Jakub Schikaneder – Dead Girl

27 Sep

“Death is not extinguishing the light; it is only putting out the lamp because the dawn has come.”

(Tagore)

Jakub Schikaneder, Dead Girl, 1909

Czech painter Jakub Schikaneder’s paintings are full of figures of people miserable in one way or another. He painted the poor and the lonely, the forgotten and the downtrodden, old and frail, young and – dead. Motif of death appears often in Schikaneder’s art; from a scene of murder to a melancholy figure of a drowned young girl washed a shore and in this painting, “Dead Girl”, painted in 1909 the lightness and innocence of youth are touched and torn by death’s black claws. The scene is bared to the minimum, nothing unnecessary clutters the composition, just a chair and a bed made out of dark wood; the wood is solid, dark and hard, and the girl is frail and clad in white. A humble interior. A little room filled with sickness and death, stuffy from the coughs and the burning candle. That way, the painter placed our focus on the real essence of the painting; the girl and her death. Death is an invisible and pervading, solemn and mysterious character in this poignant scene. The simplicity adds to the sorrowful mood of the painting and the colour palette of different tones of grey, the colour of fog and ashes, because the world of colours, sounds and scents means nothing to her anymore. You are fading away, sweet child, and:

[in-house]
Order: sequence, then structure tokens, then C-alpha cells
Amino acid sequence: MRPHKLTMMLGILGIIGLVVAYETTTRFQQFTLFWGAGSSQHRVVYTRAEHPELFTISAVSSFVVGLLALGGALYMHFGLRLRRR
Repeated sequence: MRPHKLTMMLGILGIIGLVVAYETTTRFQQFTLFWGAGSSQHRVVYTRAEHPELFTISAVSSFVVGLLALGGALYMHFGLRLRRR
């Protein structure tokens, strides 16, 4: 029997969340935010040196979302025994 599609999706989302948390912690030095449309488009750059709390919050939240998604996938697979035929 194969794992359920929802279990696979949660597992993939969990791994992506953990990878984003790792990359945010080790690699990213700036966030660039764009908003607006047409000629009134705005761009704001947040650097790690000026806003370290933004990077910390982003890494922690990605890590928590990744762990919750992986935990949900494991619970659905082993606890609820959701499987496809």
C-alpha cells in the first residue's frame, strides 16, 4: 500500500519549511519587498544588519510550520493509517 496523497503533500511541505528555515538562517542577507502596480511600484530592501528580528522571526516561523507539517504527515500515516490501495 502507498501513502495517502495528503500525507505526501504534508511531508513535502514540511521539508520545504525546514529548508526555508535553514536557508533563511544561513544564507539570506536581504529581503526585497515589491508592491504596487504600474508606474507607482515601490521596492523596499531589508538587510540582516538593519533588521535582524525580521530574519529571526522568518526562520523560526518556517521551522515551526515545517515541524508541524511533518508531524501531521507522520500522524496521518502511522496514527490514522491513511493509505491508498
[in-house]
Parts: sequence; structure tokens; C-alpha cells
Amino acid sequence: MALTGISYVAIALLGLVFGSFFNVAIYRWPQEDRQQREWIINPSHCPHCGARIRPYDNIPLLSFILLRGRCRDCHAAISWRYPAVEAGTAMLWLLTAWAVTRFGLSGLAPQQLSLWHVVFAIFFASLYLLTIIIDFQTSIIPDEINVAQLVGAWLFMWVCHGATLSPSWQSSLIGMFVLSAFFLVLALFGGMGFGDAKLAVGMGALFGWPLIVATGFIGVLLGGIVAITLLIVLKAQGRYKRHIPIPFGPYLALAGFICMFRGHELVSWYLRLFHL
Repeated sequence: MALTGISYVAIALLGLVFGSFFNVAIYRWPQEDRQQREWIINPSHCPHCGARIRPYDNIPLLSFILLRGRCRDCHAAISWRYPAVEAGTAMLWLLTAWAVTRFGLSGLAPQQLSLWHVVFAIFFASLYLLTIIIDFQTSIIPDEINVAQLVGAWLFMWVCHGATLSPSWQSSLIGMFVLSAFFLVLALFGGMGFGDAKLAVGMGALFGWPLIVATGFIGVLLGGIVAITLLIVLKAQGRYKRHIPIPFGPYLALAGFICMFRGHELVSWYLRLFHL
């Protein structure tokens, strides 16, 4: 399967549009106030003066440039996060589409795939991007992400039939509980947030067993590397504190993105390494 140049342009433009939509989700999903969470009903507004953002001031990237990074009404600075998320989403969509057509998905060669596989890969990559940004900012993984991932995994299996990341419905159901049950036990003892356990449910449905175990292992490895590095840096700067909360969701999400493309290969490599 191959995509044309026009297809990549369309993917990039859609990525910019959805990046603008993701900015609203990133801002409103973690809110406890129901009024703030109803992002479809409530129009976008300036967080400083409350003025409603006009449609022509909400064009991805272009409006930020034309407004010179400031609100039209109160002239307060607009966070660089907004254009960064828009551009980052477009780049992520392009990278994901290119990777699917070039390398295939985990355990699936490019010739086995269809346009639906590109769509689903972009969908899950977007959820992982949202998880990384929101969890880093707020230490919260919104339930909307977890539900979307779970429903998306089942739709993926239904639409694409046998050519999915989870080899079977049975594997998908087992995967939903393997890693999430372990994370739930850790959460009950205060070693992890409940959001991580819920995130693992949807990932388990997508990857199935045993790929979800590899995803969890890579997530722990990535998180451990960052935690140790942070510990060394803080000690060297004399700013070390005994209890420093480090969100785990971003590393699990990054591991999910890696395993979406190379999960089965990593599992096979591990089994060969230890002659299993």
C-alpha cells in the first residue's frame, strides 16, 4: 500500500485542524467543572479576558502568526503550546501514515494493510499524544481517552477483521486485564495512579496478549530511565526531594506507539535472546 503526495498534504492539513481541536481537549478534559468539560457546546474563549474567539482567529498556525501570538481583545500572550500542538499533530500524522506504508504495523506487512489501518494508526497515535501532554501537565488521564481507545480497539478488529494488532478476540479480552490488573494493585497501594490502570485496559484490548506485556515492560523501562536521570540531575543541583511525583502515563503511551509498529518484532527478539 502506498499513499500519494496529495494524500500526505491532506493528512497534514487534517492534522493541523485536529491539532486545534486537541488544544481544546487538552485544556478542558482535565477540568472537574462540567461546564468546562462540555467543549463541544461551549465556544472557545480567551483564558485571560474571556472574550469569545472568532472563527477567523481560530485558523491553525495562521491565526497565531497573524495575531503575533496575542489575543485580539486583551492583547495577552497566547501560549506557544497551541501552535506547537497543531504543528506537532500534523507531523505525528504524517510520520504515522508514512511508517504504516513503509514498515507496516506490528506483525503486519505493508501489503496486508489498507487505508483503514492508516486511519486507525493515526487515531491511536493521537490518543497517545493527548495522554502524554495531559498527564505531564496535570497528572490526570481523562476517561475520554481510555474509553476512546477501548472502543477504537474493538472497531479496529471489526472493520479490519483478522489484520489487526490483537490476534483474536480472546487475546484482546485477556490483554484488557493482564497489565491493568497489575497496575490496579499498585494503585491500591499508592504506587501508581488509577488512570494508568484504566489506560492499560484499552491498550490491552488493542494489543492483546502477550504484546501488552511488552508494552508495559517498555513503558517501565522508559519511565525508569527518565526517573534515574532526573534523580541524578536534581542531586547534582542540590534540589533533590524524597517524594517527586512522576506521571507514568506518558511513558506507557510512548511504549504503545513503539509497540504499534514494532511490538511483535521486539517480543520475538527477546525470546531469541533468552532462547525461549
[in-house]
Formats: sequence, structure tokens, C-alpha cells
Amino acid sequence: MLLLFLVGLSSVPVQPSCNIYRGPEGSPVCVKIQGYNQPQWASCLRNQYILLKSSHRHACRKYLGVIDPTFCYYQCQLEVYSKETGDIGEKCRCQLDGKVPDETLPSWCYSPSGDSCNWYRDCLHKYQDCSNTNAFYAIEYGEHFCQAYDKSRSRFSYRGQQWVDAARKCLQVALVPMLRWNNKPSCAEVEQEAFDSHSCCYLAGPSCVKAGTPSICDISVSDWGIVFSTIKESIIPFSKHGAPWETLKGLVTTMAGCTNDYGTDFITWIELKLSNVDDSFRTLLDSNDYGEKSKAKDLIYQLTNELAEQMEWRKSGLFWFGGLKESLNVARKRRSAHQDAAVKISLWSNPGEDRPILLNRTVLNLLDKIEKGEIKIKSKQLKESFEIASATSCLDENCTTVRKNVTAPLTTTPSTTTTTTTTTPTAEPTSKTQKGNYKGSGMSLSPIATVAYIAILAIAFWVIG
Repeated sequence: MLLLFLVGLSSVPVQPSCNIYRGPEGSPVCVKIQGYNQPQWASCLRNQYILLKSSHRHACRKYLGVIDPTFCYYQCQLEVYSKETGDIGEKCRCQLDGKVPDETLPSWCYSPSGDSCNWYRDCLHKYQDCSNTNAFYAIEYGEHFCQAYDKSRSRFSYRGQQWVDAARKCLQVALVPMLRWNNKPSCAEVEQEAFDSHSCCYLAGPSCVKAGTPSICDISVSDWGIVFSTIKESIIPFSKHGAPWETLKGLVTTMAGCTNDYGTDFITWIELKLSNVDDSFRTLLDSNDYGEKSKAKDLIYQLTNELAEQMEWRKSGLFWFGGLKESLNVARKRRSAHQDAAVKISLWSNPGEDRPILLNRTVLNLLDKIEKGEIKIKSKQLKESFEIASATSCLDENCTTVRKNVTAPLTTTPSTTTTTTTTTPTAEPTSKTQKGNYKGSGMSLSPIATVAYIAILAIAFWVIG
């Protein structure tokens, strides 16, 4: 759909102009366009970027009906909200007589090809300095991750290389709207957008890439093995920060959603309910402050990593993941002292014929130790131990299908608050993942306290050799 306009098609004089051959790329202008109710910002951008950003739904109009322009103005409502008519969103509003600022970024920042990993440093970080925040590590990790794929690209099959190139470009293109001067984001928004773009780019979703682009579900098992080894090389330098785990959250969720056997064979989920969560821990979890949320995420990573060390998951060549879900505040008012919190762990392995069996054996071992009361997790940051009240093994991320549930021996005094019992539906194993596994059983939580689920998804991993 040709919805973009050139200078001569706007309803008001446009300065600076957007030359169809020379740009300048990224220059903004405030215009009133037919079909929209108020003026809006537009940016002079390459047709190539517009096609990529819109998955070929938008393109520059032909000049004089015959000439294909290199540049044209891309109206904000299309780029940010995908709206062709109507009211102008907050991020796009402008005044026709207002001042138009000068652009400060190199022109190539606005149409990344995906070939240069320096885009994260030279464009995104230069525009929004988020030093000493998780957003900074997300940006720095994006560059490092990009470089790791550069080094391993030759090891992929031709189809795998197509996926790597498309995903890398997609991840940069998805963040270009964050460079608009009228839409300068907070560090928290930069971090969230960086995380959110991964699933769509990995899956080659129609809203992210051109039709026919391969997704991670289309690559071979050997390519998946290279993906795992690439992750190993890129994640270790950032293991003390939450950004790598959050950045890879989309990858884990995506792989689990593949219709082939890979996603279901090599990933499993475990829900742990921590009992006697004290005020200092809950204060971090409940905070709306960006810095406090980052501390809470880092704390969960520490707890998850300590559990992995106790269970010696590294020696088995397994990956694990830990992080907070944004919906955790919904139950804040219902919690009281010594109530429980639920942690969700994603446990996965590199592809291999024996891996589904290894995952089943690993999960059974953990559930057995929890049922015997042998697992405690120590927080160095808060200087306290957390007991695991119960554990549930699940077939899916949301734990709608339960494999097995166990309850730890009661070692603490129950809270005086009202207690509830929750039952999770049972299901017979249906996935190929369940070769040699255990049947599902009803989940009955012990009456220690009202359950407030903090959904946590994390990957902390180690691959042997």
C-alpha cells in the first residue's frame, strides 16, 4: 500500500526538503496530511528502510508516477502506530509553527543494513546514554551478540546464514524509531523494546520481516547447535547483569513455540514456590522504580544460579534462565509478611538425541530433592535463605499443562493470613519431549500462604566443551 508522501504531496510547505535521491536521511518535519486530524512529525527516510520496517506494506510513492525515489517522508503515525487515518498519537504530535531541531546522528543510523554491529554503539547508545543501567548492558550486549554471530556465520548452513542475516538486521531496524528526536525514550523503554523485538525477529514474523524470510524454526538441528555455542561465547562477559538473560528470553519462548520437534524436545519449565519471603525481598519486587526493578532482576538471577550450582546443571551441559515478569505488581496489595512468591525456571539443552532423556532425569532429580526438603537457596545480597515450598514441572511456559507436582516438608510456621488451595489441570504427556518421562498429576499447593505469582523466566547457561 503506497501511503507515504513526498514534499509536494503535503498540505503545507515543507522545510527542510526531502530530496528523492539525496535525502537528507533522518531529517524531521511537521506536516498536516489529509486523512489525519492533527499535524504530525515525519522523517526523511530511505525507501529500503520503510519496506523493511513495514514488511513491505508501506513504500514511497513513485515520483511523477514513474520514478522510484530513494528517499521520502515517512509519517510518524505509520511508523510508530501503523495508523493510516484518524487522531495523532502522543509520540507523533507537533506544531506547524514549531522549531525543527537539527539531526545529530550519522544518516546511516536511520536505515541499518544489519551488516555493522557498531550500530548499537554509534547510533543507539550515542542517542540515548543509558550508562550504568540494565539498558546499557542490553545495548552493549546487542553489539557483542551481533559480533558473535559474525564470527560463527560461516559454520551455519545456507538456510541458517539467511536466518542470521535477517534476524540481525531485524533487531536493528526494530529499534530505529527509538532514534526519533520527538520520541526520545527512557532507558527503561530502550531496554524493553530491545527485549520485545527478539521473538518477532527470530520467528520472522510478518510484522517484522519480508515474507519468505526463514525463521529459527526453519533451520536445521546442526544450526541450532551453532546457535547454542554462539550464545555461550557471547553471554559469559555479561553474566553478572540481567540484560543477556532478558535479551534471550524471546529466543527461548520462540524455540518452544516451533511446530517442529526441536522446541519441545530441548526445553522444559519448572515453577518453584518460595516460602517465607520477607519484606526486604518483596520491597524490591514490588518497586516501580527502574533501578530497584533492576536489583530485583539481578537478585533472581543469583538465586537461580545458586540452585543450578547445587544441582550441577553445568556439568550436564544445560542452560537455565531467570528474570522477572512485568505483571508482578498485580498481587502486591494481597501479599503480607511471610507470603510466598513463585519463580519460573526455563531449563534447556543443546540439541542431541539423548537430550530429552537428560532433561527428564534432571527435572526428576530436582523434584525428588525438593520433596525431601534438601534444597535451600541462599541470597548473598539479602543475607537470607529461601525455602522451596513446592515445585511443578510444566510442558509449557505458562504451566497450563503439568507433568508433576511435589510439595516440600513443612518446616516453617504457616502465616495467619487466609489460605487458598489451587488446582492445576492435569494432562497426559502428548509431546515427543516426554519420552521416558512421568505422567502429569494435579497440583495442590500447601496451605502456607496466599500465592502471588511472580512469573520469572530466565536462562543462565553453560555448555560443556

….You will no longer

Distinguish what rises or falls;

Colors are closed, and tones are empty,

And you won’t even know any longer

Who brings you all the flowers.

I also stumbled upon this photograph by a Polish photographer Laura Makabresku and it is obviously inspired by this painting and is equally melancholy and poignant. Edvard Munch also painted a sick child in bed and it seems that the motif of death and children go well together because they create a contrast which makes it especially poignant and sorrowful.

Photograph by Laura Makabresku

Jakub Schikaneder, By the Girl’s Bed, 1910

All of Jakub Schikaneder’s paintings have that particular mood which is hard to put in words, but rather brings to mind other imagery; the thick and impenetrable November fog, orange autumnal sunset tinged with sadness because it seems the sun will never rise again, a soil hardened by frost, an eerie yellowish light of the lantern on the street corner. Autumnal and announcing death and the end. Schikaneder also loved the motif of autumn and winter, and is not winter the death of nature? In another painting, “By the Girl’s Bed”, painted the following year Schikaneder explores the same motif; death of a young girl. In this painting the glow of the candle is overpowering, colouring the room in warm orange shades, as if the more frail and sickly the girl is, the more strength the candle possesses.

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